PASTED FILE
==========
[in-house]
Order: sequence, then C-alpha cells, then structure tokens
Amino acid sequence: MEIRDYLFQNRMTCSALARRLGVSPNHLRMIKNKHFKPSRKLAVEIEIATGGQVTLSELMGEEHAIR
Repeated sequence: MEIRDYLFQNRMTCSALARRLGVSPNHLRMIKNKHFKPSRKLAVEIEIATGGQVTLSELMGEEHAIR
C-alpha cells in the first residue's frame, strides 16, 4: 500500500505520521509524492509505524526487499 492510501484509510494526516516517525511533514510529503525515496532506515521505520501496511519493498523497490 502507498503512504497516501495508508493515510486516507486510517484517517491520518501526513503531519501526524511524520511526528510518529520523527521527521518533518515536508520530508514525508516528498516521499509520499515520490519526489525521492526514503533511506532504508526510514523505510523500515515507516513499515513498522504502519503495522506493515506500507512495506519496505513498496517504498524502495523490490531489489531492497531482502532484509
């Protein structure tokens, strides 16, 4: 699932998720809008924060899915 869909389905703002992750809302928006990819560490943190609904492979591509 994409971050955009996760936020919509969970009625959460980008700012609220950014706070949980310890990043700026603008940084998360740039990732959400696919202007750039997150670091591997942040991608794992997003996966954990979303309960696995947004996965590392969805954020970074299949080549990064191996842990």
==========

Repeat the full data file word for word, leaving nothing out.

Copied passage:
[in-house]
Order: sequence, then C-alpha cells, then structure tokens
Amino acid sequence: MEIRDYLFQNRMTCSALARRLGVSPNHLRMIKNKHFKPSRKLAVEIEIATGGQVTLSELMGEEHAIR
Repeated sequence: MEIRDYLFQNRMTCSALARRLGVSPNHLRMIKNKHFKPSRKLAVEIEIATGGQVTLSELMGEEHAIR
C-alpha cells in the first residue's frame, strides 16, 4: 500500500505520521509524492509505524526487499 492510501484509510494526516516517525511533514510529503525515496532506515521505520501496511519493498523497490 502507498503512504497516501495508508493515510486516507486510517484517517491520518501526513503531519501526524511524520511526528510518529520523527521527521518533518515536508520530508514525508516528498516521499509520499515520490519526489525521492526514503533511506532504508526510514523505510523500515515507516513499515513498522504502519503495522506493515506500507512495506519496505513498496517504498524502495523490490531489489531492497531482502532484509
């Protein structure tokens, strides 16, 4: 699932998720809008924060899915 869909389905703002992750809302928006990819560490943190609904492979591509 994409971050955009996760936020919509969970009625959460980008700012609220950014706070949980310890990043700026603008940084998360740039990732959400696919202007750039997150670091591997942040991608794992997003996966954990979303309960696995947004996965590392969805954020970074299949080549990064191996842990």